Just as she turned to sit down on the bed, she heard the sound of the door to their room being unlocked. Her heart jumped and she clinched her fists to distract her from the thumping that was building quickly in her chest. Part of her wanted to scream and dart for the door, and the other part knew she had no way of escape. She held her breath as the figure came through the door. Elani was partly relieved to see Jolene, as she was at least a somewhat familiar face.

“I hope y’all filled in the new girl about her duty here at The Hub,” Jolene said loudly to the room in her country slang.

“Yes ma’am,” each girl exclaimed with gusto.

“Good, now let’s get going.” Jolene wrote something on her clipboard and then tucked it under her arm. She stood in the doorway as she ushered the girls out. Each girl made her way through the door and took her place along the wall, between the room entrances. There were eight doors along the hallway with four on each side. Every room contained up to four girls.

Elani took her place on the wall in between Sophie and Isabel. She looked up and down the hallway as the girls found their wall space. No words were spoken and every face was drawn with sadness. The sight of numerous sickly frames, bulging eyes, and sunken cheeks made Elani feel ill. They all waited blankly for their next command.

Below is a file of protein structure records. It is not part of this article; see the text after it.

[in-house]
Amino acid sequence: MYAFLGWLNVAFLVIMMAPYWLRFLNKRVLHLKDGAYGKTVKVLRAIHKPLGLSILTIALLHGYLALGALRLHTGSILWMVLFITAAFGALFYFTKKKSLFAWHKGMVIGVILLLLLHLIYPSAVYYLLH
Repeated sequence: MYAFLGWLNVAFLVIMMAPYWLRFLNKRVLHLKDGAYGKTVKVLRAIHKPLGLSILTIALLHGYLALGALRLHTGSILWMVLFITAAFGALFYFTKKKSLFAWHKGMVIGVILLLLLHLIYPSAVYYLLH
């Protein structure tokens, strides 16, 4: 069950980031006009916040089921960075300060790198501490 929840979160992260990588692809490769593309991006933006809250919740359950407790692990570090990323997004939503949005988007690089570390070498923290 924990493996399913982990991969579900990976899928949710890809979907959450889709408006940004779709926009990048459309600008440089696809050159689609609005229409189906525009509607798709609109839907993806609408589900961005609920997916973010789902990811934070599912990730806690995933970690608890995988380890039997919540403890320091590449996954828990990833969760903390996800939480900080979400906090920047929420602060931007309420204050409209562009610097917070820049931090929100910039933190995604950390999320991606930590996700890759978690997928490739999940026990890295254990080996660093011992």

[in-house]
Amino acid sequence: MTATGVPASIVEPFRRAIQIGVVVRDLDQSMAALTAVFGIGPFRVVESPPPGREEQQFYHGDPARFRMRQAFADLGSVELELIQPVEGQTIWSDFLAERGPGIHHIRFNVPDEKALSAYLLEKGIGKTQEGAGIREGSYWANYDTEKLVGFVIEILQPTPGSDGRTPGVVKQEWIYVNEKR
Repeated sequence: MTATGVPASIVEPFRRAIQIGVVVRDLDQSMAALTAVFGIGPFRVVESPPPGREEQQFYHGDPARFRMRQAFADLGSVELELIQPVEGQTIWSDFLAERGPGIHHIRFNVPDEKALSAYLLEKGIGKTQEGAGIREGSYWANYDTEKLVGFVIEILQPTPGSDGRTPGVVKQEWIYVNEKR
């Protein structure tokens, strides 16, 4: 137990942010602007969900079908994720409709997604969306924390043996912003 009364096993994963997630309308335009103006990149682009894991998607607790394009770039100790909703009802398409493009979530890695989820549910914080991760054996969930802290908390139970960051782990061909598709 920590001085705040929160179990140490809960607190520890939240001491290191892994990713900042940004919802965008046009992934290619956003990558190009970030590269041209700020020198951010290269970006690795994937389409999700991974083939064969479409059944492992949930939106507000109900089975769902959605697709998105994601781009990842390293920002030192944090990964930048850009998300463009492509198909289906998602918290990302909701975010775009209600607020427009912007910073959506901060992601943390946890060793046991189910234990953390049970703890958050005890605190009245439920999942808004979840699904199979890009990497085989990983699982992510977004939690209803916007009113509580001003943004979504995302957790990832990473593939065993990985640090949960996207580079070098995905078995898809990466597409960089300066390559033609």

When all rooms had been emptied, Jolene stood on one end of the corridor and firmly announced, “Let’s do this, girls.”

The girls filed in line with each other and followed Jolene out of the hallway.

With her head down and fighting her body to keep going, Elani trailed the group. She watched her feet move along the dirty floor and soon found herself in sync with the rest of them.

Being an intelligent girl, who had been born into a broken and often toxic home, Elani had learned to survive. She already had to be resilient and knew that this place, as awful as it was, did not count on her being as strong as she was. Jolene had said that she knew all about her, but she didn’t. None of them did.

What was happening at The Hub was not only illegal, in Elani’s mind, but was also a moral tragedy. It had been less than twenty-four hours but she had begun the long road to a mental, and hopefully physical, escape.

They all entered a large factory where most of the girls swarmed to take their place on the line. It was a mishmash of stations inside the factory room. Tables of four were linked together in ten to fifteen spots throughout the space. In the center of the linked tables where large barrels where the final product was placed. Most of the tables were lined with sewing machines but many of them had wicker baskets full of parts, and mats lying across the table. All four entrances to the large room were guarded by a man in a green jumpsuit. The men stood menacingly with complete disinterest in the activity within the room.